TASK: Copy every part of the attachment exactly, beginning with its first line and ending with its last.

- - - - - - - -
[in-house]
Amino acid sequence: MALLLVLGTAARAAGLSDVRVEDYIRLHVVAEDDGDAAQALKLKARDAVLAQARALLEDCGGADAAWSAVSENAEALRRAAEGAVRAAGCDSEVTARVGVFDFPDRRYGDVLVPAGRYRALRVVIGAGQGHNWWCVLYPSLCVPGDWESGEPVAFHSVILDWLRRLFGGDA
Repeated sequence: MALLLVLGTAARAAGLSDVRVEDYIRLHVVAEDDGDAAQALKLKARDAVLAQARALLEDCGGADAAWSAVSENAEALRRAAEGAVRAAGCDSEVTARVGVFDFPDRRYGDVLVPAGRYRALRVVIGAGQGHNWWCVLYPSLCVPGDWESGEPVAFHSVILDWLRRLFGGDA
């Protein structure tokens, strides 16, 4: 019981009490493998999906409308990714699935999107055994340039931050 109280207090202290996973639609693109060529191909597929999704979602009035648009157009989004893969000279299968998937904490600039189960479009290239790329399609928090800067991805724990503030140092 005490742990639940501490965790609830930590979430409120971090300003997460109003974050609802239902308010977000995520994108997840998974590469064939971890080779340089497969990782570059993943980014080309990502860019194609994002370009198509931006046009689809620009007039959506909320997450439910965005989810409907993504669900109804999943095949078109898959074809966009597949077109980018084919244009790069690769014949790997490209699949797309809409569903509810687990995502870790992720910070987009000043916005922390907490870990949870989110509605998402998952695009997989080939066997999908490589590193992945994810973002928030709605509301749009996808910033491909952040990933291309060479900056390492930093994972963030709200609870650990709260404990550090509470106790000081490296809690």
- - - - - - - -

[in-house]
Amino acid sequence: MALLLVLGTAARAAGLSDVRVEDYIRLHVVAEDDGDAAQALKLKARDAVLAQARALLEDCGGADAAWSAVSENAEALRRAAEGAVRAAGCDSEVTARVGVFDFPDRRYGDVLVPAGRYRALRVVIGAGQGHNWWCVLYPSLCVPGDWESGEPVAFHSVILDWLRRLFGGDA
Repeated sequence: MALLLVLGTAARAAGLSDVRVEDYIRLHVVAEDDGDAAQALKLKARDAVLAQARALLEDCGGADAAWSAVSENAEALRRAAEGAVRAAGCDSEVTARVGVFDFPDRRYGDVLVPAGRYRALRVVIGAGQGHNWWCVLYPSLCVPGDWESGEPVAFHSVILDWLRRLFGGDA
């Protein structure tokens, strides 16, 4: 019981009490493998999906409308990714699935999107055994340039931050 109280207090202290996973639609693109060529191909597929999704979602009035648009157009989004893969000279299968998937904490600039189960479009290239790329399609928090800067991805724990503030140092 005490742990639940501490965790609830930590979430409120971090300003997460109003974050609802239902308010977000995520994108997840998974590469064939971890080779340089497969990782570059993943980014080309990502860019194609994002370009198509931006046009689809620009007039959506909320997450439910965005989810409907993504669900109804999943095949078109898959074809966009597949077109980018084919244009790069690769014949790997490209699949797309809409569903509810687990995502870790992720910070987009000043916005922390907490870990949870989110509605998402998952695009997989080939066997999908490589590193992945994810973002928030709605509301749009996808910033491909952040990933291309060479900056390492930093994972963030709200609870650990709260404990550090509470106790000081490296809690």